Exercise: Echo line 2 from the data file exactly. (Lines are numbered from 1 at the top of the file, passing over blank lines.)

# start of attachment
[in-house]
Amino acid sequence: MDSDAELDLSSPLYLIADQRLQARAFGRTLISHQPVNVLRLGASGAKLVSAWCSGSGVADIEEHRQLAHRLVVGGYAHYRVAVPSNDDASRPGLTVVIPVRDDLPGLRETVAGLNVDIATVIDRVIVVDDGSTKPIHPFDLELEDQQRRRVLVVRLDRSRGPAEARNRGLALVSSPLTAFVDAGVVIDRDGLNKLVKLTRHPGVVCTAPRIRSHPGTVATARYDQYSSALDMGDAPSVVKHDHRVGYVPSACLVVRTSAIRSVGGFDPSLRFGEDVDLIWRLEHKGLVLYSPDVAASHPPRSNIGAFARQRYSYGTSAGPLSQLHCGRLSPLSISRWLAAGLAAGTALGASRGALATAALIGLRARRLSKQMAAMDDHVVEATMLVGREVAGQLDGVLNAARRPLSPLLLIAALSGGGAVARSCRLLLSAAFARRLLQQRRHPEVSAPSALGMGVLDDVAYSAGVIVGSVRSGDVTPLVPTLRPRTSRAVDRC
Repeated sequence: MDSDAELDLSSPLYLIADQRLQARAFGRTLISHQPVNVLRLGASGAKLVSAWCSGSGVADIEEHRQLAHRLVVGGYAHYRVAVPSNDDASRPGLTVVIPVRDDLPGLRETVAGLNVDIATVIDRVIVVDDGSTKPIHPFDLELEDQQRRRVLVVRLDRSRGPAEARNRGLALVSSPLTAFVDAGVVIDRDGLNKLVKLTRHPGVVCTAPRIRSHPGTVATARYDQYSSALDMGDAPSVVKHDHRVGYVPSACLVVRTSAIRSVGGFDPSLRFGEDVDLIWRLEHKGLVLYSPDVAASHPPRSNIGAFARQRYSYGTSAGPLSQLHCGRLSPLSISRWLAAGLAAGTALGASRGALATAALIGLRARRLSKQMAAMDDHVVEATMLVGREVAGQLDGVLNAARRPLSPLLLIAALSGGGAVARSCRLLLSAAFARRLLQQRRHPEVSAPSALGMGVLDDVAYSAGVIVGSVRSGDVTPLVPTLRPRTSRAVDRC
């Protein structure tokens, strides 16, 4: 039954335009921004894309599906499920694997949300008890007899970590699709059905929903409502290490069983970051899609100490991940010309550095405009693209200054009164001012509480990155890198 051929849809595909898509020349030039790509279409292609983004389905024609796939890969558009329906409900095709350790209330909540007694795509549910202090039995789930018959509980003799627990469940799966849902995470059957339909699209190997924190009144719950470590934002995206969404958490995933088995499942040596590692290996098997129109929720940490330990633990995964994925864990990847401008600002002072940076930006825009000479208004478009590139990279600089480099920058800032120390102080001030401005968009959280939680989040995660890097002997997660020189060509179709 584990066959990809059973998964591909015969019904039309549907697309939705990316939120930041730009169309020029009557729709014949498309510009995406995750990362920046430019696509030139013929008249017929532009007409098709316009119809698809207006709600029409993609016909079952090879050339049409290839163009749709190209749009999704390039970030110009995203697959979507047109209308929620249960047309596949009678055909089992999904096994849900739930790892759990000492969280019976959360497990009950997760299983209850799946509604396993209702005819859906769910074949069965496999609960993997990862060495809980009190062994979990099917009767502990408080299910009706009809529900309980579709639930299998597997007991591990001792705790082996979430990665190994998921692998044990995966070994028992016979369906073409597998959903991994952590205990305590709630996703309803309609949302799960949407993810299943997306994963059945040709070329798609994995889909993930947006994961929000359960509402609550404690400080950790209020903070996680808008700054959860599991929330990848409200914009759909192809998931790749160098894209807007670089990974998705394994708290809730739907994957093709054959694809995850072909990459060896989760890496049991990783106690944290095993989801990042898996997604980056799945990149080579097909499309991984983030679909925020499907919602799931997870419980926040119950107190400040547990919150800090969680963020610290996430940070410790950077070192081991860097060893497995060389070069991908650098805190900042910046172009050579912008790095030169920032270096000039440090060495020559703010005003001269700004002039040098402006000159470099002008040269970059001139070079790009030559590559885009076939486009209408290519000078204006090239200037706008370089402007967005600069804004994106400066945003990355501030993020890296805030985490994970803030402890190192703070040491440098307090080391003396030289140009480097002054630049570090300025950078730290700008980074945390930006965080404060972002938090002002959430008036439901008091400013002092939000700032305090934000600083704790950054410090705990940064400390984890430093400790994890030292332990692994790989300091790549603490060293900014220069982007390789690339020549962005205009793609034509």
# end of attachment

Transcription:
Amino acid sequence: MDSDAELDLSSPLYLIADQRLQARAFGRTLISHQPVNVLRLGASGAKLVSAWCSGSGVADIEEHRQLAHRLVVGGYAHYRVAVPSNDDASRPGLTVVIPVRDDLPGLRETVAGLNVDIATVIDRVIVVDDGSTKPIHPFDLELEDQQRRRVLVVRLDRSRGPAEARNRGLALVSSPLTAFVDAGVVIDRDGLNKLVKLTRHPGVVCTAPRIRSHPGTVATARYDQYSSALDMGDAPSVVKHDHRVGYVPSACLVVRTSAIRSVGGFDPSLRFGEDVDLIWRLEHKGLVLYSPDVAASHPPRSNIGAFARQRYSYGTSAGPLSQLHCGRLSPLSISRWLAAGLAAGTALGASRGALATAALIGLRARRLSKQMAAMDDHVVEATMLVGREVAGQLDGVLNAARRPLSPLLLIAALSGGGAVARSCRLLLSAAFARRLLQQRRHPEVSAPSALGMGVLDDVAYSAGVIVGSVRSGDVTPLVPTLRPRTSRAVDRC